Just how far Riley has progressed as an artist will be disclosed in her LA show by the inclusion of a small 1960 painting called “Pink Landscape”. “I made it in my very first studio, in the Earl’s Court area,” she recalls. “I’d had many years of frustration and despair sometimes, not being able to find a way somewhere. I needed a breakthrough, and ‘Pink Landscape’ was a hinge painting. Seurat had an enormous influence here, helping me move towards what one critic called ‘separate touches’, uncovering something that had been there all the time. It was a hunt, a chase, and tremendously exhilarating. I was fired with energy.”
During the 1950s she had been a figurative artist. And high up on a wall in her house I find a 1956 drawing of Riley’s mother Louise. Severely simplified and yet filled with warmth, this Conté crayon sketch shows how important draughtsmanship was to the 25-year-old Riley. She tells me that her mother and sister were both “marvellously patient, because I drew them a lot”.
Riley takes me out into the back garden, which she describes as “overgrown, which I like”. Pausing in the middle and gazing around, she exclaims: “Look, it’s a bower!” Her mother created it and “left me this wonderful garden with very little work attached”. Pointing towards an enormous tree at the far end, Riley explains that “my mother brought it here in a pot, and I like so much the way the light comes through.”
Sunshine played a crucial role in stimulating Riley’s vision as an artist, especially when she moved on from black-and-white paintings to exploring vivid colours in her subsequent work. At that time, she was one of very few prominent female painters in a male-dominated art world.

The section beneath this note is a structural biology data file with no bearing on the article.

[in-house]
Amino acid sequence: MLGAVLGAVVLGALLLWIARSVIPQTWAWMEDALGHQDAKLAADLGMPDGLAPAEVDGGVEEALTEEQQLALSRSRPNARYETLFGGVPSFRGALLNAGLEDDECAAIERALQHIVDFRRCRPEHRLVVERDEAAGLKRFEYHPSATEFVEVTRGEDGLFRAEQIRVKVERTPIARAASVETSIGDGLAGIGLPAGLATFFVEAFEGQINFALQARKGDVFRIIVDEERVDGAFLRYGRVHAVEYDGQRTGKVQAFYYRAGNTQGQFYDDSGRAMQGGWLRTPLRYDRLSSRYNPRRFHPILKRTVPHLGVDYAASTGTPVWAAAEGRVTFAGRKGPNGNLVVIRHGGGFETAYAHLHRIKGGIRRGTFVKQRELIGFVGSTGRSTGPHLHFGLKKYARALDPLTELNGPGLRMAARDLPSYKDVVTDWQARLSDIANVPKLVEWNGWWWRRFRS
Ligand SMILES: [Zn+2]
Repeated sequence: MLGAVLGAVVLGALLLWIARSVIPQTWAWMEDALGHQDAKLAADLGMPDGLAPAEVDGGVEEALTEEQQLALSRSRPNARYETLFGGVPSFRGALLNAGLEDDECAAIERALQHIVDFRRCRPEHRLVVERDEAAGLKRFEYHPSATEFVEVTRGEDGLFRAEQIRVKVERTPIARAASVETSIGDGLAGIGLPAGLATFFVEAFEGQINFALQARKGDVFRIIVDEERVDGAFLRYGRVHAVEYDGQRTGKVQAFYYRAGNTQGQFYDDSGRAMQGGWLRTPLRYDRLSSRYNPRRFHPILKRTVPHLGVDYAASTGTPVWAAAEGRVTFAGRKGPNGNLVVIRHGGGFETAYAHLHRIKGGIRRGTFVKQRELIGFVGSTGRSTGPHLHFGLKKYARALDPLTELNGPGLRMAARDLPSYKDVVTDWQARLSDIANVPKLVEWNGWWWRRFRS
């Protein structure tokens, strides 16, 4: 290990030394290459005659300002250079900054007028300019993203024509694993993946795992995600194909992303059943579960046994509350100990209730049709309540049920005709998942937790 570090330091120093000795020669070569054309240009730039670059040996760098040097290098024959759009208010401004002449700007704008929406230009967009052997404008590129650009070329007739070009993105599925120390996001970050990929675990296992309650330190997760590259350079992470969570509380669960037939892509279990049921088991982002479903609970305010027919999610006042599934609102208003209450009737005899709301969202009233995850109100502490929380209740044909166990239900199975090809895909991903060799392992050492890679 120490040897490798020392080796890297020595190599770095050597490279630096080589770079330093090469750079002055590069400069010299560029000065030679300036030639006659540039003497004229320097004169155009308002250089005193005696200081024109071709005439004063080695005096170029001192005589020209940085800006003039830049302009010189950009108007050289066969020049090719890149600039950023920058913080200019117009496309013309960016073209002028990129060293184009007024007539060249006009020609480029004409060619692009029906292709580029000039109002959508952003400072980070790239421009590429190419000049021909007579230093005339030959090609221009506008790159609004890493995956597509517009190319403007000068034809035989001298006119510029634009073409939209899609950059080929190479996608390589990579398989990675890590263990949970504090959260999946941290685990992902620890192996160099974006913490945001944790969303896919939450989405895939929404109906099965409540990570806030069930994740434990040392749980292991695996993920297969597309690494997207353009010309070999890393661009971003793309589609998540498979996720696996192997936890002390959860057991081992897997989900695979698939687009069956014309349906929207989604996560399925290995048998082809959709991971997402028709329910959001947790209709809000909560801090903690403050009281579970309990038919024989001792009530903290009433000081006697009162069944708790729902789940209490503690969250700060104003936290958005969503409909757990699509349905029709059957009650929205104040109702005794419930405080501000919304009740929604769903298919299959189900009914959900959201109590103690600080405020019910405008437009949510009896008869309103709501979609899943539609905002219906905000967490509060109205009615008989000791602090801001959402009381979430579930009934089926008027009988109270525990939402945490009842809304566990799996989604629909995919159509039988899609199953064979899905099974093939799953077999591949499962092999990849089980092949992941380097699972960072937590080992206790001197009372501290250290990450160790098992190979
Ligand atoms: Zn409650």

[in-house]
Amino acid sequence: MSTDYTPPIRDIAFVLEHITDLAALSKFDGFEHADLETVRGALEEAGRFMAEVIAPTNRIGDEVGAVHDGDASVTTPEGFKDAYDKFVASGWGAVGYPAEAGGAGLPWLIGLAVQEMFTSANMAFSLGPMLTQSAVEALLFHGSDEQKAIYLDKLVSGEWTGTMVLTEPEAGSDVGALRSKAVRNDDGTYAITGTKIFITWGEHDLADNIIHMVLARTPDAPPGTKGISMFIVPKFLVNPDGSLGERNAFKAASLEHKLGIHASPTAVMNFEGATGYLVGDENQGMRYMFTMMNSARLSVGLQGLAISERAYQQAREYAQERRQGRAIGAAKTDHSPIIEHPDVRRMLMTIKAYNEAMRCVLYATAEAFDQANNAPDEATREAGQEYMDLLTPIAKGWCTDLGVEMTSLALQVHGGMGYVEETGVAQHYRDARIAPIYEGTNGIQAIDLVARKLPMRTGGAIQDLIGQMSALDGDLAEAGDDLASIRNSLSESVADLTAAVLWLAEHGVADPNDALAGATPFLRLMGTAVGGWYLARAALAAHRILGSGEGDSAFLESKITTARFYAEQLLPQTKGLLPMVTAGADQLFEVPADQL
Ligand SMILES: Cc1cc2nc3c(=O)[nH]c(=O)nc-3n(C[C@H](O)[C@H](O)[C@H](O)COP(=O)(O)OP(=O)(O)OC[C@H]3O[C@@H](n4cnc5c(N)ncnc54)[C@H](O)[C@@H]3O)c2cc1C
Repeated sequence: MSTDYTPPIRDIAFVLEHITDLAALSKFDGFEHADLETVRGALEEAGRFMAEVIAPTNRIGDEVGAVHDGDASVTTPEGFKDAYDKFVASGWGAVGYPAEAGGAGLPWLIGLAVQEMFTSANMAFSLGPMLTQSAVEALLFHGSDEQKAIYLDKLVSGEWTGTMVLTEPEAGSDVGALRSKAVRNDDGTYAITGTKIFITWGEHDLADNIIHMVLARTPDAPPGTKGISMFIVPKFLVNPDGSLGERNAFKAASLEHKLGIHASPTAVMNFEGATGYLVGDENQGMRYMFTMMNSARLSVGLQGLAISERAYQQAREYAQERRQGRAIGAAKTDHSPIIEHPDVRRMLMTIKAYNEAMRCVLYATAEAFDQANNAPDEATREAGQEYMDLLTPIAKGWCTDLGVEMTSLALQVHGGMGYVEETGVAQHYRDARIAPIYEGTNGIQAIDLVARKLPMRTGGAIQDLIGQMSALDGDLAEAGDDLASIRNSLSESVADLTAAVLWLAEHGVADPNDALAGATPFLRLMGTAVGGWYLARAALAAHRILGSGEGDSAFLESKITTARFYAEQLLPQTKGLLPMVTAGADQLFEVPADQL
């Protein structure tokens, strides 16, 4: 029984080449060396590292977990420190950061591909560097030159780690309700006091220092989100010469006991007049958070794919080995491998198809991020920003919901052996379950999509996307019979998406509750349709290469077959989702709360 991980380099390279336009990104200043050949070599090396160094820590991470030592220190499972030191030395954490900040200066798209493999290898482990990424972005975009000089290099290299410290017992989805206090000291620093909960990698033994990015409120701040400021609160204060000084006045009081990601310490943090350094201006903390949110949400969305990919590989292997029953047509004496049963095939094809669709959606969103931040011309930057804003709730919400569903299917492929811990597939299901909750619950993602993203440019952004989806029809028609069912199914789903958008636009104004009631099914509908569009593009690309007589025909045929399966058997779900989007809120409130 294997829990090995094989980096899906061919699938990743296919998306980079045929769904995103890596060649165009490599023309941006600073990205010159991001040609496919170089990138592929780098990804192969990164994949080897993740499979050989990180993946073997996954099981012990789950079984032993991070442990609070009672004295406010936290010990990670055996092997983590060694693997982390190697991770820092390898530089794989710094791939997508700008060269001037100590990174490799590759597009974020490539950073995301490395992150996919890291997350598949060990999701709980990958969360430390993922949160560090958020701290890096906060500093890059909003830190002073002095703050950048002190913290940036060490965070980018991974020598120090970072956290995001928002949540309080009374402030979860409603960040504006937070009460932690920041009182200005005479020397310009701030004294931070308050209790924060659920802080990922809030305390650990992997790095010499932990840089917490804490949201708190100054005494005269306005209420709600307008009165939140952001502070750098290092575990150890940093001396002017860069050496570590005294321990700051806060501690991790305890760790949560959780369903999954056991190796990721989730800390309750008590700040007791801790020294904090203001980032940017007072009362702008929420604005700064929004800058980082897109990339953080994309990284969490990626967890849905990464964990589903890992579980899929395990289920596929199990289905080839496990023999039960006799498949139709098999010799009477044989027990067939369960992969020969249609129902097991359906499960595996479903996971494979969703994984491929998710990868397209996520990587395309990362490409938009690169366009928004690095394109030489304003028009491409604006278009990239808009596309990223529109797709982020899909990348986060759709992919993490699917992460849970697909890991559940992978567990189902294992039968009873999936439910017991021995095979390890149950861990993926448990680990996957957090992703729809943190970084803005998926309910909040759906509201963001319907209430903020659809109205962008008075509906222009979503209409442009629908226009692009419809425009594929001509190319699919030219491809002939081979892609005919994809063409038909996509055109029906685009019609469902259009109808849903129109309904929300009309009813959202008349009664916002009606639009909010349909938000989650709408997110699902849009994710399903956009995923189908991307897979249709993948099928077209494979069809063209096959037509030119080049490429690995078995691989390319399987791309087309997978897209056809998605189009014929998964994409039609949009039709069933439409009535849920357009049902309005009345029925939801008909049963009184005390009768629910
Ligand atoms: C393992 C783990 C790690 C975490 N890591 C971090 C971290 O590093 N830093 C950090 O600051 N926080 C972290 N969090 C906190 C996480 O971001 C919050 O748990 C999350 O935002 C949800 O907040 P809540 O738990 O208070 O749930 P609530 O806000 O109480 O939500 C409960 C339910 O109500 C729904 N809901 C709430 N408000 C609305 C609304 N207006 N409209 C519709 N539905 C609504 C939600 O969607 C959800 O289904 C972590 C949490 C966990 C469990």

But when I ask if she ever found this patriarchy oppressive, Riley shakes her head: “I was extremely fortunate growing up during the second world war, from that point of view. Class structures disappeared under the demands of that time — we had to make a superhuman effort, all hands to the wheel with Wrens, Land Girls and women working even in the most dangerous factories, too. Gender differences absolutely did not operate, and comradeship was very intense.
“After the war we all wanted to do something with the peace. It sharpens you. In 1949 I went off to study at Goldsmiths College wearing a pair of corduroy trousers and a man’s shirt. None of this gender business occurred to me!”
Suddenly, a powerful sunbeam bursts through the midday London clouds. Even though we have left Riley’s garden and gone back inside the big room, this revelatory autumn light emblazons everything in the room, especially her radiant paintings. Riley shows no sign of slowing down as an artist, and she loves working on immense wall-sized images: “I’m opening my work out on a huge scale now, far bigger than is possible on canvas. But wall paintings are not a separate category in my work — each one has been an extension of what I’m doing in the studio. I still spend as much time there as I can, and I like it silent. But I enjoy listening to music when I’m not working. Mozart is my favourite: he is joyful, and that’s so affirmative because he knew all about difficulties. One thing I do love is courage.”
November 16-January 26, spruethmagers.com